Genre: YA Realistic Fiction
Pub. Date: June 16, 2015
Source: Publisher for review
My Rating: 3.5 out of 5 stars
Goodreads says, "Samantha McAllister looks just like the rest of the popular girls in her junior class. But hidden beneath the straightened hair and expertly applied makeup is a secret that her friends would never understand: Sam has Purely-Obsessional OCD and is consumed by a stream of dark thoughts and worries that she can't turn off. Second-guessing every move, thought, and word makes daily life a struggle, and it doesn't help that her lifelong friends will turn toxic at the first sign of a wrong outfit, wrong lunch, or wrong crush. Yet Sam knows she'd be truly crazy to leave the protection of the most popular girls in school. So when Sam meets Caroline, she has to keep her new friend with a refreshing sense of humor and no style a secret, right up there with Sam's weekly visits to her psychiatrist. Caroline introduces Sam to Poet's Corner, a hidden room and a tight-knit group of misfits who have been ignored by the school at large. Sam is drawn to them immediately, especially a guitar-playing guy with a talent for verse, and starts to discover a whole new side of herself. Slowly, she begins to feel more "normal" than she ever has as part of the popular crowd . . . until she finds a new reason to question her sanity and all she holds dear."Samantha McAllister is part of the "cool girl" group at school, otherwise known as the Crazy Eights. Her friends are well-off, popular, and essentially are mean girls. Samantha, or Sam, has always been a part of their group since they were very young, but they don't know who she really is. Sam suffers from Obsessive-Compulsive Disorder and sometimes has a hard time managing her obsessive thoughts, especially when trying to balance it with the drama that high school always brings. Her psychiatrist encourages her to break away from the Crazy Eights, but where would she go? Who would she be friends with? The idea of starting over is terrifying to her. Things start to change when Sam meets Caroline and opens up to her about her problems. In turn, Caroline shows something to Sam that will change her life. She takes her to a hidden room within the school called Poet's Corner where a bunch of students get together and share their poetry, thoughts, feelings, etc. This aspect of the novel reminded me of Dead Poet's Society as Poet's Corner is also s a group of misfits oftentimes misunderstood. But what if they don't accept her? Tamara Ireland Stone's Every Last Word is an interesting glimpse into what it is like to have OCD and how a person would struggle to manage it at the high school level. Plus, it's also about acceptance and having the courage to put yourself out there and truly be who you are.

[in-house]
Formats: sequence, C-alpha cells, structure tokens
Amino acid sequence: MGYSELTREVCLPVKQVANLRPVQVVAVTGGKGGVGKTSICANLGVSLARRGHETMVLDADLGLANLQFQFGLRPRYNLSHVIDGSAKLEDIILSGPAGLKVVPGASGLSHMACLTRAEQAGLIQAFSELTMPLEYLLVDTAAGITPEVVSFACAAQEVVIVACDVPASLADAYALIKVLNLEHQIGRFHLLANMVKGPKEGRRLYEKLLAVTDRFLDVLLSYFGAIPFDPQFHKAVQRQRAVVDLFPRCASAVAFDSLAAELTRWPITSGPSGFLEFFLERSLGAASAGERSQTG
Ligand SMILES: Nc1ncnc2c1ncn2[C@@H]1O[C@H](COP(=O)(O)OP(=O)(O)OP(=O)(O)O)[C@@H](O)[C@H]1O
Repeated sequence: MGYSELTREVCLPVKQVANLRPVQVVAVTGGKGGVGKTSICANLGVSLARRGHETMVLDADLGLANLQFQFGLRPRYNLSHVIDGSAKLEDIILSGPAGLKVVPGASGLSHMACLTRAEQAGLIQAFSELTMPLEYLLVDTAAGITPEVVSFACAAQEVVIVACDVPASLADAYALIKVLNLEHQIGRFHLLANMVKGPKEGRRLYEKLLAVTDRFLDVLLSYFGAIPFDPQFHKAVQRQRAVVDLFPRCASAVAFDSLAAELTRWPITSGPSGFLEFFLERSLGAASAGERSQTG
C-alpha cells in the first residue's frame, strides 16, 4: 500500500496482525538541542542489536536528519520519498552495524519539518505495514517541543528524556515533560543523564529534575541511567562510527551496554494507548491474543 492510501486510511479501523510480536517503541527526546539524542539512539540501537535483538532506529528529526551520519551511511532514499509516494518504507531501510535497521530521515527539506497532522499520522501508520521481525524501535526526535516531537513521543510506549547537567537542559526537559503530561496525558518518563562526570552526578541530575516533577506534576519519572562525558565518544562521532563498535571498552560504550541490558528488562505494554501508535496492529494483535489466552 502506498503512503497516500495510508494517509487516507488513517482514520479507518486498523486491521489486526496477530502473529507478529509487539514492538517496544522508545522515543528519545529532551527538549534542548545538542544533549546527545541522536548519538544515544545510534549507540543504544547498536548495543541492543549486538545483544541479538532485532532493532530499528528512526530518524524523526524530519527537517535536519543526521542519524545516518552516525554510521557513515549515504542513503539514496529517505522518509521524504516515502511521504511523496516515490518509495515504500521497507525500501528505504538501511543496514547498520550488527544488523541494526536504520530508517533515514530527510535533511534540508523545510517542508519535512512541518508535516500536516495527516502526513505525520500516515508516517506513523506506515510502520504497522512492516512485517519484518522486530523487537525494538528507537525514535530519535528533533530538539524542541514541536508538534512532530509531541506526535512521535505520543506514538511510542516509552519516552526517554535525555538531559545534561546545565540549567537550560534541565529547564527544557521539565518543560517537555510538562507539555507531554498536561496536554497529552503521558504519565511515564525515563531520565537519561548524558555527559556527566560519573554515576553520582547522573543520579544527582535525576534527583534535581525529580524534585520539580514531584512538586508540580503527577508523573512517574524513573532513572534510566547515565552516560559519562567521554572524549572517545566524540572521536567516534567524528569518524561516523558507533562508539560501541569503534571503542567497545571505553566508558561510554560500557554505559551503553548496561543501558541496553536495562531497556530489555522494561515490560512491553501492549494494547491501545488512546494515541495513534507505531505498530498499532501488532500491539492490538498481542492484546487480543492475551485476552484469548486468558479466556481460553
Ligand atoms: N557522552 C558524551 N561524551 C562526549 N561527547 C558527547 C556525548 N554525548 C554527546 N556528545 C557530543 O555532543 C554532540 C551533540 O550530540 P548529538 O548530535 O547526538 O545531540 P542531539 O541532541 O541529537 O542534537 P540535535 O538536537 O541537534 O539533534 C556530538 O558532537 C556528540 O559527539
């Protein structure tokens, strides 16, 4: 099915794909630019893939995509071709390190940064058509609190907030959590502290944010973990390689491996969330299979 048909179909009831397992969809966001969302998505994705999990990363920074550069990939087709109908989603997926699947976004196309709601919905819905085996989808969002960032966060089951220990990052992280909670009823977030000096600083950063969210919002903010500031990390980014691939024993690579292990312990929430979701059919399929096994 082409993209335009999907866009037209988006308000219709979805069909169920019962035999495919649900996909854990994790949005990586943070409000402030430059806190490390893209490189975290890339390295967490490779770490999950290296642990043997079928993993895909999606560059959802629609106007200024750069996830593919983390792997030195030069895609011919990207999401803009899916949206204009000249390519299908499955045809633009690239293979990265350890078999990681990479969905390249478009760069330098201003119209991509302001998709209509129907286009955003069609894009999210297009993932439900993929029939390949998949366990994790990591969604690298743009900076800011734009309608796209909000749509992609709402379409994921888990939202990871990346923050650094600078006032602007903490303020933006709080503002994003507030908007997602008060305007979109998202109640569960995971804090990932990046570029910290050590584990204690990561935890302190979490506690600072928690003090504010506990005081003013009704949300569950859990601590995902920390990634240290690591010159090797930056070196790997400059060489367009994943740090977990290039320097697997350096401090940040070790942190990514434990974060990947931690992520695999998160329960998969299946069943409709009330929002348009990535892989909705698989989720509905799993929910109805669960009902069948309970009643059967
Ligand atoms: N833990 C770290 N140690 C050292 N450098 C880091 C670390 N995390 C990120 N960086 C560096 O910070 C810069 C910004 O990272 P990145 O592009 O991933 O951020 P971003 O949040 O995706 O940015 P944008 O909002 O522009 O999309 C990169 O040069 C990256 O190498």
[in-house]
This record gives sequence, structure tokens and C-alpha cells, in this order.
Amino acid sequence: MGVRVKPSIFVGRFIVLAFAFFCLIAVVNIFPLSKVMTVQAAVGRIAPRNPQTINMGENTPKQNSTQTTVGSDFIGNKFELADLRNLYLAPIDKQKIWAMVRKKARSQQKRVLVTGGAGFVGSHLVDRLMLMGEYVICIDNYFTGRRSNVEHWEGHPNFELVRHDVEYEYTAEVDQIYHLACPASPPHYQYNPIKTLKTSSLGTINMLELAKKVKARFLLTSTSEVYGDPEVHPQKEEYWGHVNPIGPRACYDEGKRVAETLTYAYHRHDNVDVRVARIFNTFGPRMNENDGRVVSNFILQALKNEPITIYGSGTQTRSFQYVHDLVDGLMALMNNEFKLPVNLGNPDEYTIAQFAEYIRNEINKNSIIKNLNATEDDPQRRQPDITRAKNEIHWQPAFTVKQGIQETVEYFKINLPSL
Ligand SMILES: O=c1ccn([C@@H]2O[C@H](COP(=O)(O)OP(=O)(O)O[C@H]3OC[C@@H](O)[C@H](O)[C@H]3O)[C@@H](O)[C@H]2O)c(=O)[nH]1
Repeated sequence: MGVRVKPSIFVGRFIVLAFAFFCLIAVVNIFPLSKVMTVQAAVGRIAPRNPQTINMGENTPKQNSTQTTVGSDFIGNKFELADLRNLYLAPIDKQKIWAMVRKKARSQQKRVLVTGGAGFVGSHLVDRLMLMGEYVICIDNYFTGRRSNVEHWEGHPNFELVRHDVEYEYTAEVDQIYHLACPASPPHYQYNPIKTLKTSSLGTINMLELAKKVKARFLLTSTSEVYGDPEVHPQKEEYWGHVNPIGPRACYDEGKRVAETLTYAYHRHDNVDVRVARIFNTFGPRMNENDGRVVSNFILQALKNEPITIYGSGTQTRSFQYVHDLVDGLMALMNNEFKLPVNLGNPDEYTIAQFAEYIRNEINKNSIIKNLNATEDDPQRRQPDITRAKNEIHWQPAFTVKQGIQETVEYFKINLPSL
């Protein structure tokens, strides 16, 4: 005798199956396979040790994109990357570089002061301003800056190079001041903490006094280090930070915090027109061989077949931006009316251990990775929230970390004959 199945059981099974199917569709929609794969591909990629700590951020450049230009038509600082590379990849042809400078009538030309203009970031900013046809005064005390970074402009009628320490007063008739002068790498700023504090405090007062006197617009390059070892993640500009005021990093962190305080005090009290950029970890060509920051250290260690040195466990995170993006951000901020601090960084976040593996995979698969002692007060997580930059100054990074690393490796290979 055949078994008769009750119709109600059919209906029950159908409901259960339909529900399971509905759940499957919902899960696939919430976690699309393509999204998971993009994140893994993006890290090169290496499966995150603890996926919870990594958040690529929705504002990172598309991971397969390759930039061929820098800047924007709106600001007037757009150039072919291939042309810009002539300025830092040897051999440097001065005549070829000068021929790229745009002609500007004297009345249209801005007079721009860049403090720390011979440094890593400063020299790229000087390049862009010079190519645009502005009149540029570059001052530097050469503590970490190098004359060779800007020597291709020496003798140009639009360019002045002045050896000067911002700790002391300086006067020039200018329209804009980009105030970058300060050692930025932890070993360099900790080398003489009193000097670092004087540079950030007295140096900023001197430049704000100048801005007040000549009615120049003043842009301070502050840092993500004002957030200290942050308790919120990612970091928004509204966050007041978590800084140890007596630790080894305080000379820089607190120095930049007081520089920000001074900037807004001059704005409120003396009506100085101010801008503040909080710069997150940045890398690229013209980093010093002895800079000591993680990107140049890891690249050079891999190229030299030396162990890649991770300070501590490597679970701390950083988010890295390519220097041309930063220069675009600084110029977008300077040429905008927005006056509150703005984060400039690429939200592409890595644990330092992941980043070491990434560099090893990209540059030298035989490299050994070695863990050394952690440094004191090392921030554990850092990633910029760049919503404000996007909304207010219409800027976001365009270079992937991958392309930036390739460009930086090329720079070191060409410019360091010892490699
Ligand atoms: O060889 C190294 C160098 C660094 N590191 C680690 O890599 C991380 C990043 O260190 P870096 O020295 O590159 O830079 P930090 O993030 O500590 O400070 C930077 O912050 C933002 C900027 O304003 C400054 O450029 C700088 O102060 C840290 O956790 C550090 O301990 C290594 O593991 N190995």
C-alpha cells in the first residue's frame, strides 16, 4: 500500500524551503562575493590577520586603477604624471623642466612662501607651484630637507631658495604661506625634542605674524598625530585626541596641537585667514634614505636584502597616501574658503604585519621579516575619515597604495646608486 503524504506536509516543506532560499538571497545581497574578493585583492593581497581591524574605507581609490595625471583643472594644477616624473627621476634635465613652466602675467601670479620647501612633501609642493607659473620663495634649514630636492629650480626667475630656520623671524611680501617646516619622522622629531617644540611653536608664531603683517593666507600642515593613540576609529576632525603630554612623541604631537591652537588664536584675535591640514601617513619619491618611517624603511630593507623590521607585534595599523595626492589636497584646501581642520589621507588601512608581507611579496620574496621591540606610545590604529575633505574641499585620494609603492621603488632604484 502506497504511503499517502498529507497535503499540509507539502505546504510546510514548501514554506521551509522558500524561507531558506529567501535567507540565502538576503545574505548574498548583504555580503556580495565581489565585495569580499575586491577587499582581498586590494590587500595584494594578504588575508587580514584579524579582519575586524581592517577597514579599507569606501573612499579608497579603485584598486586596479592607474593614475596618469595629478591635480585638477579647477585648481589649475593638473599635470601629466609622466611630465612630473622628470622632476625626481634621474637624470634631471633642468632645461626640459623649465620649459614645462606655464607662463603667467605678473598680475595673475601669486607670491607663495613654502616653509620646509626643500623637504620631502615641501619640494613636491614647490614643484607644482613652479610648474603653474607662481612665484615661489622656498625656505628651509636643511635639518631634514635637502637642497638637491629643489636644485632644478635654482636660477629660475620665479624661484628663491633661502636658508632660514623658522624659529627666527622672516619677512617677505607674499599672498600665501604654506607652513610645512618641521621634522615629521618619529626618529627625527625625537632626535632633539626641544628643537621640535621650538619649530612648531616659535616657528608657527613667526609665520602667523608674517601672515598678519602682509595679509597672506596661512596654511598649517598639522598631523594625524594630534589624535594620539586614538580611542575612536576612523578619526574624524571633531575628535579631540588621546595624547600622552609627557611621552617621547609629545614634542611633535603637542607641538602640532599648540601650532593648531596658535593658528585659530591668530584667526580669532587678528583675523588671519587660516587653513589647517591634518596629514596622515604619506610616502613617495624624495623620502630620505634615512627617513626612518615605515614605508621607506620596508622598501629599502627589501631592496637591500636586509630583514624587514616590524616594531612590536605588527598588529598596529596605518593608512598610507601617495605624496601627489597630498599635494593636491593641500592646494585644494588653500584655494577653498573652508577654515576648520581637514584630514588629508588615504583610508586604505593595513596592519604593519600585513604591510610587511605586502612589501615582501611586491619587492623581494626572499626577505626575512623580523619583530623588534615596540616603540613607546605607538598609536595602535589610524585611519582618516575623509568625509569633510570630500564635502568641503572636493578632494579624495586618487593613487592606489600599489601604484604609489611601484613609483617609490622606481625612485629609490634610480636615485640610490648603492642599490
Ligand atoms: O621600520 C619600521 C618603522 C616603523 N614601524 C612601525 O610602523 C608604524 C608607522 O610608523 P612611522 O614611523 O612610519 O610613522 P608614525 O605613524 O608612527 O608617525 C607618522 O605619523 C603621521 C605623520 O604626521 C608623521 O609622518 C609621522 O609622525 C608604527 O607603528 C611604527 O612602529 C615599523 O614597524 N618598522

Every Last Word opens up with Sam struggling to deal with the obsessive thoughts (some violent) as well as struggling to hide them from her high school friends so she can appear to be as perfect as the other Crazy Eights. I desperately wanted her to break away from these horrible girls and slowly but surely she gains the strength to do it. The more she finds herself by participating at Poet's Corner, the more she finds the courage deep down to move on from them.
Sam meets a guitarist, A.J, at Poet's Corner and she feels instantly connected to him; however, in the past, Sam wasn't exactly nice to him. Once they move past this, their budding friendship turns into something more, but sometimes the relationship felt a little too easy to me.
What I appreciate the most about Every Last Word was how Stone portrayed OCD. I initially thought OCD was all about the obsession and then acting on the compulsive rituals, but that is not the case for all people suffering from OCD. Some people struggle with obsessive thoughts/worries (Purely-Obsessional OCD) and it was interesting to learn more about this as it must be very challenging to deal with when you are an adolescent.
There's a major plot twist in Every Last Word that I didn't see coming and it took me by surprise. It definitely added to my enjoyment of the novel. That's all I will say as I don't want to spoil it!
I applaud Stone for including a complex characters in Every Last Word that must grapple with mental health issues. We need more of this in YA as so many young people suffer from depression, anxiety, and other mental illnesses. I think many young adolescents can relate to Sam's tale and will find comfort in her journey.